Horse Side Vet Guide ®

Equine Health Resource

Rearing while Under Saddle

Code Orange - Call Your Vet at Their First Available Office Hours

Code Yellow - Contact Your Vet at Your Convenience for an Appointment

Code Orange - Call Your Vet at Their First Available Office Hours

  • If this is a new behavior and you fear it is due to a physical problem.

Code Yellow - Contact Your Vet at Your Convenience for an Appointment

  • If you have questions about how management or feeding might affect this.
  • If you have other questions or concerns about the horse.
  • Some vets have valuable advice regarding behavioral and training issues.

Rearing with a rider in the saddle is a dangerous habit that needs to be resolved. Horses are taught to rear in the same way they are taught to engage in many other unwanted behaviors. They perceive the behavior to be easier and more rewarding than alternative (desirable) behaviors. Rearing may begin as a response to discomfort. Rearing is a natural escape, and they have gotten relief from it, and so continue the behavior.

Rearing is often a response to pain. A variety of physical problems may cause a horse to rear including mouth problems (loose wolf tooth, mouth wound, a snaffle that pinches the corner of the mouth), ill-fitting tack, or lameness due to undiagnosed injury. Your vet can help you determine whether this behavior is a result of physical pain.

WHAT TO DO

If a physical cause is ruled out, look to yourself, your own riding technique and others who have handled your horse as both the cause of the problem and the solution. Engage a trainer who knows how to stop this behavior. Do not ride the horse again until the problem has been addressed.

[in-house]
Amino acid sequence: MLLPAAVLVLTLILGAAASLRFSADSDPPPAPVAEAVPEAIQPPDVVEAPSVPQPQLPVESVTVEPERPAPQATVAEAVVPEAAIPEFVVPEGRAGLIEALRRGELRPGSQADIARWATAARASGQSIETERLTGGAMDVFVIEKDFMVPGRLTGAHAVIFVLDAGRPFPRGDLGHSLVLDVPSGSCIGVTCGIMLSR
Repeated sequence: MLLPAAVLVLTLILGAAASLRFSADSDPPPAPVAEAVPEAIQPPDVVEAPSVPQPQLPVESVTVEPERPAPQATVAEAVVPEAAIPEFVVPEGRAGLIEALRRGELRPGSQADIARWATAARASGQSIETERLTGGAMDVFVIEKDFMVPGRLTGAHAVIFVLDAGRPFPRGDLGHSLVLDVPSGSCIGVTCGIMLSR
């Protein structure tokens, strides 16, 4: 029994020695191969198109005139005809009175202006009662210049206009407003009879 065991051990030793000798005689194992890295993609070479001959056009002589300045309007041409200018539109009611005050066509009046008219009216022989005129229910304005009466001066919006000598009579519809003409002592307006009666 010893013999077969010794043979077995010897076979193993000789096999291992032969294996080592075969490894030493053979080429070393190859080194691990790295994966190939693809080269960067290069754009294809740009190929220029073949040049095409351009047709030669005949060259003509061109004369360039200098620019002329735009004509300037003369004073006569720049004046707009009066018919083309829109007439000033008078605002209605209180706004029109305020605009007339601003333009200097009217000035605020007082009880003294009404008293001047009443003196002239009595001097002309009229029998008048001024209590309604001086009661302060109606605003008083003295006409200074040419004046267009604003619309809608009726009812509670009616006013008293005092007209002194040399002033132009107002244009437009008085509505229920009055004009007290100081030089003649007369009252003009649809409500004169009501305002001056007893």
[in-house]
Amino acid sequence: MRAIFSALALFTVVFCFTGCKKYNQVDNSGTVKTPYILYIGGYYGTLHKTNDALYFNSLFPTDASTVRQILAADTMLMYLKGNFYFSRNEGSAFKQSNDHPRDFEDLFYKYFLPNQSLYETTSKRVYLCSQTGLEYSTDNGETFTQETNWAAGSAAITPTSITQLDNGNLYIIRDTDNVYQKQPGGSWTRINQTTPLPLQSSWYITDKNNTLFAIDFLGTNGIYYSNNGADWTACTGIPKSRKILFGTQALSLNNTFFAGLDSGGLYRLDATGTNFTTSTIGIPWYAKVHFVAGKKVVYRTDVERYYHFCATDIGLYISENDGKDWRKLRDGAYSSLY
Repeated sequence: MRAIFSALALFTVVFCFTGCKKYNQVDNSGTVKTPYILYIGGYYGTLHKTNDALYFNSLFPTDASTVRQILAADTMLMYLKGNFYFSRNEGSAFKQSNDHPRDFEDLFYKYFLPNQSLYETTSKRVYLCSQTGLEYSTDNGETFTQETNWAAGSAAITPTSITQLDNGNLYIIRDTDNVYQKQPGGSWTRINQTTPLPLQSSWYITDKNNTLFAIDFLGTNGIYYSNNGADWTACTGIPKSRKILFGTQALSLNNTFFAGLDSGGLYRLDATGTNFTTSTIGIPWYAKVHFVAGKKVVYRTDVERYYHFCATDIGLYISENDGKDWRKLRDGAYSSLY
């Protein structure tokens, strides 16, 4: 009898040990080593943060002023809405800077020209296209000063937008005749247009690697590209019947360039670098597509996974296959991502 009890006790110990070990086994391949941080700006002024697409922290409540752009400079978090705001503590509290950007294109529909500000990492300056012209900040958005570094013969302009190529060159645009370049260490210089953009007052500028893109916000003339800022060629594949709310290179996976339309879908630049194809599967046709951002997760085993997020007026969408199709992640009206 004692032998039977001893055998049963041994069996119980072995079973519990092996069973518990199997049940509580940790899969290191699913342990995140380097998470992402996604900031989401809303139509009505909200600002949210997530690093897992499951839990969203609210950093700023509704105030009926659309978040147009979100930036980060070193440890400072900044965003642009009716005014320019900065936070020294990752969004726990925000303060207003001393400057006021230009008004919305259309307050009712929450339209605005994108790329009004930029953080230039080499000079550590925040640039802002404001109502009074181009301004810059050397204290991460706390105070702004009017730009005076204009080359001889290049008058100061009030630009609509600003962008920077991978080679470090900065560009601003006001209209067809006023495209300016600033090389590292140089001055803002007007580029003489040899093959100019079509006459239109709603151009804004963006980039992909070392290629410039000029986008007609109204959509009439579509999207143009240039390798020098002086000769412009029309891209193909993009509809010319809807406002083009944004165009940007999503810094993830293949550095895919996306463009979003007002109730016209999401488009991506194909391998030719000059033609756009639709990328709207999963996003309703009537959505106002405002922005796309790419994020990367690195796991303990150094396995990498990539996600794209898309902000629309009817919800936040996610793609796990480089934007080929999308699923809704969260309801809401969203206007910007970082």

A horse’s natural response to pressure is to pull against it. In proper halter training, horses are taught instead to yield to pressure. The problem most often starts because of a rider’s careless and random pressure on the mouth. The horse rears, the rider releases the reins. Quickly the horse learns to rear. The elements of the problem are usually present when you are handling your horse from the ground. Thus, much of the problem can usually be worked through on the ground, rather than from the dangerous position of being in the saddle.

What Not To Do

Unless you know exactly how to solve the problem, do not try to correct it.

Do not use gadgets of any kind to solve this problem. A gadget is rarely the solution to any horse behavioral problem.

POSSIBLE TREATMENTS or TherapiesTo Lessen or Resolve the Sign

Author: Doug Thal DVM Dipl. ABVP

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